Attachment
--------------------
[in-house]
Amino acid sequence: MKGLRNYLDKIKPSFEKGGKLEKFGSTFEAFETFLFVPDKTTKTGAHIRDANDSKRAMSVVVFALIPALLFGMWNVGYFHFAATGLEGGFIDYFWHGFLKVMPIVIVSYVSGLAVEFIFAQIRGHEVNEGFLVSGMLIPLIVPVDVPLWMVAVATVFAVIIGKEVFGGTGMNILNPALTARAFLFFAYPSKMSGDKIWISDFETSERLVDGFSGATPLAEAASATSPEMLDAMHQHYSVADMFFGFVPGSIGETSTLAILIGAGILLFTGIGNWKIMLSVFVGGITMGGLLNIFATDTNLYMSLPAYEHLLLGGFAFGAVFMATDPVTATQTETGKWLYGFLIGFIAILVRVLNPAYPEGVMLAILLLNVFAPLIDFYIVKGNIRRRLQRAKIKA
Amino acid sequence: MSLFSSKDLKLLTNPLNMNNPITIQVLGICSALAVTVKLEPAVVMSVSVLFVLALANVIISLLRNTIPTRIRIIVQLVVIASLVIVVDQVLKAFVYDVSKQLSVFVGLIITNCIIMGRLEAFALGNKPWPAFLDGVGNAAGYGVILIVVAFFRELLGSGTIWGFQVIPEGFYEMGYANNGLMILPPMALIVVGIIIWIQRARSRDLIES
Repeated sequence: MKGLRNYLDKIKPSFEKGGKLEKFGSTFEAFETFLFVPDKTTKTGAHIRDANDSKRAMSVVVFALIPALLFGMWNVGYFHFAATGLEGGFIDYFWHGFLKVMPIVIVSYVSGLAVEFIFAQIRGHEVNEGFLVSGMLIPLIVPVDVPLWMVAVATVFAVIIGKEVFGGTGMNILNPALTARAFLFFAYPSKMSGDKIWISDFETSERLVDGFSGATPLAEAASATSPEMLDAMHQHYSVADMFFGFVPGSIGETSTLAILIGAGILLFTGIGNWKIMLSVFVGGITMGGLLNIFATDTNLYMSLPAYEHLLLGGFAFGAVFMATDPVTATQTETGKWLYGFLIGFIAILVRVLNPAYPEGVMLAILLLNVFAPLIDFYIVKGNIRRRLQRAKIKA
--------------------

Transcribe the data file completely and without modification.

[in-house]
Amino acid sequence: MKGLRNYLDKIKPSFEKGGKLEKFGSTFEAFETFLFVPDKTTKTGAHIRDANDSKRAMSVVVFALIPALLFGMWNVGYFHFAATGLEGGFIDYFWHGFLKVMPIVIVSYVSGLAVEFIFAQIRGHEVNEGFLVSGMLIPLIVPVDVPLWMVAVATVFAVIIGKEVFGGTGMNILNPALTARAFLFFAYPSKMSGDKIWISDFETSERLVDGFSGATPLAEAASATSPEMLDAMHQHYSVADMFFGFVPGSIGETSTLAILIGAGILLFTGIGNWKIMLSVFVGGITMGGLLNIFATDTNLYMSLPAYEHLLLGGFAFGAVFMATDPVTATQTETGKWLYGFLIGFIAILVRVLNPAYPEGVMLAILLLNVFAPLIDFYIVKGNIRRRLQRAKIKA
Amino acid sequence: MSLFSSKDLKLLTNPLNMNNPITIQVLGICSALAVTVKLEPAVVMSVSVLFVLALANVIISLLRNTIPTRIRIIVQLVVIASLVIVVDQVLKAFVYDVSKQLSVFVGLIITNCIIMGRLEAFALGNKPWPAFLDGVGNAAGYGVILIVVAFFRELLGSGTIWGFQVIPEGFYEMGYANNGLMILPPMALIVVGIIIWIQRARSRDLIES
Repeated sequence: MKGLRNYLDKIKPSFEKGGKLEKFGSTFEAFETFLFVPDKTTKTGAHIRDANDSKRAMSVVVFALIPALLFGMWNVGYFHFAATGLEGGFIDYFWHGFLKVMPIVIVSYVSGLAVEFIFAQIRGHEVNEGFLVSGMLIPLIVPVDVPLWMVAVATVFAVIIGKEVFGGTGMNILNPALTARAFLFFAYPSKMSGDKIWISDFETSERLVDGFSGATPLAEAASATSPEMLDAMHQHYSVADMFFGFVPGSIGETSTLAILIGAGILLFTGIGNWKIMLSVFVGGITMGGLLNIFATDTNLYMSLPAYEHLLLGGFAFGAVFMATDPVTATQTETGKWLYGFLIGFIAILVRVLNPAYPEGVMLAILLLNVFAPLIDFYIVKGNIRRRLQRAKIKA